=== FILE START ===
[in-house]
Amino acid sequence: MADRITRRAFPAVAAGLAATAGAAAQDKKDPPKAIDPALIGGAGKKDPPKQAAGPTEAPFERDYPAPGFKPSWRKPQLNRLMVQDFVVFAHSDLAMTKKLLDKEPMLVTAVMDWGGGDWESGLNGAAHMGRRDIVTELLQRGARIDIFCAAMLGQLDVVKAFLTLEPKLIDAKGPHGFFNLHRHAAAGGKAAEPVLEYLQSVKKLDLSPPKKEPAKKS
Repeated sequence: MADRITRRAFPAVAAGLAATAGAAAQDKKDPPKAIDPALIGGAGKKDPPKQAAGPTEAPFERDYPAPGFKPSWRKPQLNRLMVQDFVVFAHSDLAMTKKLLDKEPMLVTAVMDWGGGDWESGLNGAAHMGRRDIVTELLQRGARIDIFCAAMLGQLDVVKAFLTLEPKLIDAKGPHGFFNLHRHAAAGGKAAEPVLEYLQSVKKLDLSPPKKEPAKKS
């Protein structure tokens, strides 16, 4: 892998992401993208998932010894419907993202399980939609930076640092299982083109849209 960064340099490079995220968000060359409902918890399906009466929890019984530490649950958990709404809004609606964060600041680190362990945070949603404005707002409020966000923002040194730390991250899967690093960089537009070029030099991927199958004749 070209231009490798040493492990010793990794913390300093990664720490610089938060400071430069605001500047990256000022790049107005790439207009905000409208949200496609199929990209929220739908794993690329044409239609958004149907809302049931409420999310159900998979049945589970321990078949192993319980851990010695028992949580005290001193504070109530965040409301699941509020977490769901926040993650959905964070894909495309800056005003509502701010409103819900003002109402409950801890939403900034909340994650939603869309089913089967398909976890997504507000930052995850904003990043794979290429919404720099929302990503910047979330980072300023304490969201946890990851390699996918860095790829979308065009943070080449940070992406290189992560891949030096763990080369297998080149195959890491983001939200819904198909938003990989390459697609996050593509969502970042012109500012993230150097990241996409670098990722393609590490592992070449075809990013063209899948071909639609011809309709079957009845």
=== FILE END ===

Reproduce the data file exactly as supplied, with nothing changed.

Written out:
[in-house]
Amino acid sequence: MADRITRRAFPAVAAGLAATAGAAAQDKKDPPKAIDPALIGGAGKKDPPKQAAGPTEAPFERDYPAPGFKPSWRKPQLNRLMVQDFVVFAHSDLAMTKKLLDKEPMLVTAVMDWGGGDWESGLNGAAHMGRRDIVTELLQRGARIDIFCAAMLGQLDVVKAFLTLEPKLIDAKGPHGFFNLHRHAAAGGKAAEPVLEYLQSVKKLDLSPPKKEPAKKS
Repeated sequence: MADRITRRAFPAVAAGLAATAGAAAQDKKDPPKAIDPALIGGAGKKDPPKQAAGPTEAPFERDYPAPGFKPSWRKPQLNRLMVQDFVVFAHSDLAMTKKLLDKEPMLVTAVMDWGGGDWESGLNGAAHMGRRDIVTELLQRGARIDIFCAAMLGQLDVVKAFLTLEPKLIDAKGPHGFFNLHRHAAAGGKAAEPVLEYLQSVKKLDLSPPKKEPAKKS
């Protein structure tokens, strides 16, 4: 892998992401993208998932010894419907993202399980939609930076640092299982083109849209 960064340099490079995220968000060359409902918890399906009466929890019984530490649950958990709404809004609606964060600041680190362990945070949603404005707002409020966000923002040194730390991250899967690093960089537009070029030099991927199958004749 070209231009490798040493492990010793990794913390300093990664720490610089938060400071430069605001500047990256000022790049107005790439207009905000409208949200496609199929990209929220739908794993690329044409239609958004149907809302049931409420999310159900998979049945589970321990078949192993319980851990010695028992949580005290001193504070109530965040409301699941509020977490769901926040993650959905964070894909495309800056005003509502701010409103819900003002109402409950801890939403900034909340994650939603869309089913089967398909976890997504507000930052995850904003990043794979290429919404720099929302990503910047979330980072300023304490969201946890990851390699996918860095790829979308065009943070080449940070992406290189992560891949030096763990080369297998080149195959890491983001939200819904198909938003990989390459697609996050593509969502970042012109500012993230150097990241996409670098990722393609590490592992070449075809990013063209899948071909639609011809309709079957009845």